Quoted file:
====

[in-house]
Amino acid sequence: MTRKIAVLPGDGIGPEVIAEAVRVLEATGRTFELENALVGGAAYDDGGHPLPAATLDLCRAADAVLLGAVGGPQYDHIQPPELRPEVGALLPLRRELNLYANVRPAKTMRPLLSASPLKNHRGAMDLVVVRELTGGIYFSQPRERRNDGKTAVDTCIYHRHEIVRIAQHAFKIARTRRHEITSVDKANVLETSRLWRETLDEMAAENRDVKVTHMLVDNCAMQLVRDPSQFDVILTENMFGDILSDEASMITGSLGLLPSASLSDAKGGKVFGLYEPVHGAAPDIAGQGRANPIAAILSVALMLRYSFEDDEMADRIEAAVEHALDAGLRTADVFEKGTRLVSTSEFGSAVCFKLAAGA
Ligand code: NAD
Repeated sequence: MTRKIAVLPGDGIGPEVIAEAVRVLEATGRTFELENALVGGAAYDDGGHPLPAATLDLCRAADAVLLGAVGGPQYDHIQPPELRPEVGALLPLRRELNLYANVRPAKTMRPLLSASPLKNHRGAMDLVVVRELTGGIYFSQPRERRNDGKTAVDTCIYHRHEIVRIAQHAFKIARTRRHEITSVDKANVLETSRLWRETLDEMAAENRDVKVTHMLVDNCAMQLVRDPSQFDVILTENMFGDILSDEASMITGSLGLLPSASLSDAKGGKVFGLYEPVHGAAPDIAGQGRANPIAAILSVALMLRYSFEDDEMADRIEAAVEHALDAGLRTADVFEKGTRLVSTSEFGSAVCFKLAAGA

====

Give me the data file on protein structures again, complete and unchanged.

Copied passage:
[in-house]
Amino acid sequence: MTRKIAVLPGDGIGPEVIAEAVRVLEATGRTFELENALVGGAAYDDGGHPLPAATLDLCRAADAVLLGAVGGPQYDHIQPPELRPEVGALLPLRRELNLYANVRPAKTMRPLLSASPLKNHRGAMDLVVVRELTGGIYFSQPRERRNDGKTAVDTCIYHRHEIVRIAQHAFKIARTRRHEITSVDKANVLETSRLWRETLDEMAAENRDVKVTHMLVDNCAMQLVRDPSQFDVILTENMFGDILSDEASMITGSLGLLPSASLSDAKGGKVFGLYEPVHGAAPDIAGQGRANPIAAILSVALMLRYSFEDDEMADRIEAAVEHALDAGLRTADVFEKGTRLVSTSEFGSAVCFKLAAGA
Ligand code: NAD
Repeated sequence: MTRKIAVLPGDGIGPEVIAEAVRVLEATGRTFELENALVGGAAYDDGGHPLPAATLDLCRAADAVLLGAVGGPQYDHIQPPELRPEVGALLPLRRELNLYANVRPAKTMRPLLSASPLKNHRGAMDLVVVRELTGGIYFSQPRERRNDGKTAVDTCIYHRHEIVRIAQHAFKIARTRRHEITSVDKANVLETSRLWRETLDEMAAENRDVKVTHMLVDNCAMQLVRDPSQFDVILTENMFGDILSDEASMITGSLGLLPSASLSDAKGGKVFGLYEPVHGAAPDIAGQGRANPIAAILSVALMLRYSFEDDEMADRIEAAVEHALDAGLRTADVFEKGTRLVSTSEFGSAVCFKLAAGA